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Sting Of The Scorpion

19 January 2010 No Comment

Scorpion wants to cross the river so approaches Crocodile to ask for a lift to the other side.

Scorpion!“, replies Crocodile. “Do you think I’m crazy? I’ll get half way across the river and you’ll stab me with that sting of yours. I’m a crocodile, not an idiot.

Oh, Mr. Crocodile!” replies Scorpion. “I’m no idiot either. If I sting you in the middle of the river you’ll sink to the bottom and, as I can’t swim, I’ll surely drown! Now, I think you’ll agree that would be very idiotic of me to kill both of us. And … I promise not to sting you.

Crocodile thinks about this for a moment, is swayed by the logic in what he hears and agrees to take Scorpion across the river. They set off, Scorpion safely nestled on his back.

In the middle of the river, Scorpion brings out his sting and stabs Crocodile in the neck. Crocodile turns his head to look at Scorpion and with his dying breathe asks,

Why did you do that? We’re both going to die. It just doesn’t make any sense. And you promised!

Scorpion shrugs his shoulders.

It’s not my fault. Hey. I’m a scorpion and that’s what scorpions do.

I was brought up on a staple diet of happy endings, so when I first heard this ancient fable, I was shocked. How could the scorpion do that? What kind of cruel, dark world does this point to? Are we really trapped by some pre-determined programming – and if so, what is it?

There are many things in this story. Trust, the irrationality of behaviour, the occasional cruelty of life. There’s one area, though, I’m going to focus on here.

Trapped By Our Nature?

The one that strikes me most is how much violence is justified by thinking we’re trapped by some pre-determined programming. At the most obvious level it’s the commonly held belief that we’re by nature violent hunters. I don’t want to tread on worn ground here … but, come on! Just look at our bodies. Where are the vicious claws or the hunter’s teeth?

Even if we were pre-programmed towards violence, rather than peace, it doesn’t mean we have no choice.

We’re not like the scorpion, no matter how comforting it might be to hide behind this. It’s comforting because if we’re fulfilling some pre-formed conditioning then we don’t have to take responsibility for our actions. The scorpion shrugs his shoulders and says, “It’s not my fault. I’m not responsible for stabbing you.”

I’m reminded of those horrific situations where ‘terrorists’ take hostages and issue demands, threatening to harm the captives if they’re not met. It’s usually followed (at least in Hollywood movies) by some comment like, If you don’t meet our demands, the hostage’s blood will be on your hands. It will be your fault if we kill them.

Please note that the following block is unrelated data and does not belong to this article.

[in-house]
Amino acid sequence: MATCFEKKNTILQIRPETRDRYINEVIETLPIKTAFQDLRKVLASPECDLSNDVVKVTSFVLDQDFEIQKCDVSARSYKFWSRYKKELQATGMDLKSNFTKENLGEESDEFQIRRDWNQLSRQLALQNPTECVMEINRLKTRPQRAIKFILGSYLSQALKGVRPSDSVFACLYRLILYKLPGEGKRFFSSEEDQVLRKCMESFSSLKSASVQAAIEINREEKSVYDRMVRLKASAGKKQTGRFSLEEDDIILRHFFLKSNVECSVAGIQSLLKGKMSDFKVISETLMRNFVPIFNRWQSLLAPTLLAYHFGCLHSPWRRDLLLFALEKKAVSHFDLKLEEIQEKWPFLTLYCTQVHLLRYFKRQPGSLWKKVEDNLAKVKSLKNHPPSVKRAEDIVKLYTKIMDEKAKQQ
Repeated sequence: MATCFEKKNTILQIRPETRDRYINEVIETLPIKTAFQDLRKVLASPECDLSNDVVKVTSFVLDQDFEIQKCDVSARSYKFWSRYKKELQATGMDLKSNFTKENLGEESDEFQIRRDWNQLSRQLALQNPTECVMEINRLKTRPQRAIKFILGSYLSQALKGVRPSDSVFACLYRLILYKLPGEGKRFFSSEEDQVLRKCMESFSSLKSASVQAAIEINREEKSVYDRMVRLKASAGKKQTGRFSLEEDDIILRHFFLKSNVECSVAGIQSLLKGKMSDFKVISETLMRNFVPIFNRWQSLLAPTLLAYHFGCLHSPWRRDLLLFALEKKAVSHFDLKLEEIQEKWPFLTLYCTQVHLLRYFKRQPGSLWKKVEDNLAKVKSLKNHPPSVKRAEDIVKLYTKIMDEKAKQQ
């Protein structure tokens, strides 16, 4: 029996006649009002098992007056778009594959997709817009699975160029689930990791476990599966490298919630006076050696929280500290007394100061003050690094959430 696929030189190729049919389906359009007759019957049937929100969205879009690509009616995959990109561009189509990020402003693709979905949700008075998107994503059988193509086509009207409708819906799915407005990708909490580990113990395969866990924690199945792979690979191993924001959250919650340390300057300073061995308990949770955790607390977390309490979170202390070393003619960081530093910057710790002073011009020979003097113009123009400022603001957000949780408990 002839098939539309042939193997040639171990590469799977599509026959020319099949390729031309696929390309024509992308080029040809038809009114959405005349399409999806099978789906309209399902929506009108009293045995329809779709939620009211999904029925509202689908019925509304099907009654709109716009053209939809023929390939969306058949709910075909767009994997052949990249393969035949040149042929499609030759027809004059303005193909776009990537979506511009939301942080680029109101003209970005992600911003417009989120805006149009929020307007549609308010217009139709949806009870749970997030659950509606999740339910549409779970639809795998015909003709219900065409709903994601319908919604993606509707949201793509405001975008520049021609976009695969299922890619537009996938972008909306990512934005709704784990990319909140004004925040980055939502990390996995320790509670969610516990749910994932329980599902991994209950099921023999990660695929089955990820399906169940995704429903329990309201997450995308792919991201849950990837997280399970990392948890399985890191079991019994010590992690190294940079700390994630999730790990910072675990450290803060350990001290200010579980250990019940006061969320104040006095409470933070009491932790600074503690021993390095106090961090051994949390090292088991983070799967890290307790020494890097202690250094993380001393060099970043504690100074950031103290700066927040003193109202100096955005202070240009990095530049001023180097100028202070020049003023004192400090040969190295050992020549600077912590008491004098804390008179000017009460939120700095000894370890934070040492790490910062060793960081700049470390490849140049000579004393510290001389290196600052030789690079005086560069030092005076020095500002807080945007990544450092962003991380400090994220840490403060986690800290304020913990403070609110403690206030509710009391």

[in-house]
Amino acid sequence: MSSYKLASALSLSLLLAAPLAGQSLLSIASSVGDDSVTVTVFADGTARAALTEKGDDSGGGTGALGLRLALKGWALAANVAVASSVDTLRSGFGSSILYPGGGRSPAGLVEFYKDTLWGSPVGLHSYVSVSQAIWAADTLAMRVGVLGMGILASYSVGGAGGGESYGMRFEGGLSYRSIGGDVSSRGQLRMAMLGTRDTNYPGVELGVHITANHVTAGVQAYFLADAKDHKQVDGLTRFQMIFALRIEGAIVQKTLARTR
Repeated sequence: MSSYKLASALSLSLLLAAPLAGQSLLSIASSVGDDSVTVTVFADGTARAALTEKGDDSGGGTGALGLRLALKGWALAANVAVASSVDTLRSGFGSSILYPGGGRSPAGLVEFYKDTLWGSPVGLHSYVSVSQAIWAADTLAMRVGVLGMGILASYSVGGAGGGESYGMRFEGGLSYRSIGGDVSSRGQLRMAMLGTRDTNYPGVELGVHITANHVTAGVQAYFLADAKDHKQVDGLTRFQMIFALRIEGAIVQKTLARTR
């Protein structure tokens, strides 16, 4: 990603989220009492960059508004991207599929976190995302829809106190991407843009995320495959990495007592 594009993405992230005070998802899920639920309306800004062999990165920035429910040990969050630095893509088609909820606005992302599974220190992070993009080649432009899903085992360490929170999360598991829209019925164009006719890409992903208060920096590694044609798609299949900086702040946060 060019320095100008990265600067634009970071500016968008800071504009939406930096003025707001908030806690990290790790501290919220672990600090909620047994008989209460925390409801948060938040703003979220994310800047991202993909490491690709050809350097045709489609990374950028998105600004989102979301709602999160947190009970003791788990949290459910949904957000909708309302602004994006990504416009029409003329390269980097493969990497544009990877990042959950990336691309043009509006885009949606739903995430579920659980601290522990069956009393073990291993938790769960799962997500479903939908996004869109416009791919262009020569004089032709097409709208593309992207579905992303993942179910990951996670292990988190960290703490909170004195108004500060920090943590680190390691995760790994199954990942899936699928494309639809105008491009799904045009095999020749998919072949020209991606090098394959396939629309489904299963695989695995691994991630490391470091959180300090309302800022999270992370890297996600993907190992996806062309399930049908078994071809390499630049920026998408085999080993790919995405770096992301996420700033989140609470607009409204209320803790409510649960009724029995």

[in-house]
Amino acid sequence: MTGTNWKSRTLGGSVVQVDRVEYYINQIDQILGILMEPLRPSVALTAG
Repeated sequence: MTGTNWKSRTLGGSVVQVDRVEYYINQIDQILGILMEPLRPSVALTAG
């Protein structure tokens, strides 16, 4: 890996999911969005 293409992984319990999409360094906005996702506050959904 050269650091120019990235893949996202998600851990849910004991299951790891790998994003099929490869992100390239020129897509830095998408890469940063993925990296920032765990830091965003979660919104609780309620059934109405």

The unspoken assumption is , “Hey ! We’re ‘terrorists’ and that’s what ‘terrorists’ do. IT’S NOT OUR FAULT.

Give me a break!

Our genes and our upbringing no doubt shape us, but at a certain point we have to take responsibility for our lives and our behaviour.

My mother didn’t love me enough. My father was never around. I went to a bad school,” might work up to the age of sixteen (maybe a bit later for some). As an adult they’re feeble excuses for not making different choices about what we do.

[I know my Mum reads this from time to time, so Mum – these comments are not mine and they’re not directed at you or Dad.]

Day to Day Identification

If I’m honest I often unconsciously identify myself with something and then act out from that identification. When I’m unaware then it’s hard to do something about it, difficult to recognise I have a choice.

One reason I’m passionate about self-development is that it helps bring those hidden things into the light. It helps me identify when my scorpion sting is busy wreaking havoc with my life.

When I’m aware, I have more capacity to choose the actions that make life better for myself and those around me. It’s a long and sometimes rocky road and one without a particular destination other than a desire to make a positive contribution to the world.

A couple of examples I noticed over the last years:

  • I’m an introvert – which I use to justify withdrawing from the world, closing down from time to time with even those people closest to me, and avoiding social situations like the plague.

The sting? Depression, loneliness, loss of friendships, lethargy … and it’s confusing, frustrating and worrying for people in my life.

  • I’m a man – which justifies a whole range of ‘manly’ things such as using logic in emotional situations, an almost obsessive desire to fix things and a refusal to ask for directions even when hopelessly lost.

The sting? Trouble dealing with the inherent messiness of life and relating to emotionally charged situations … and again it’s frustrating and disconnecting for others (especially the females in my life).

Noticing these things doesn’t necessarily change what I do but it does make my actions conscious and I’m more likely to manage the fall-out. For example, I still withdraw – but it’s a conscious choice and I can communicate to those around me that I need my space right now rather than mysteriously disappearing.

I take the venom out of the scorpion sting.

I don’t drown and those around me don’t get poisoned.

We all make it safely to other side.

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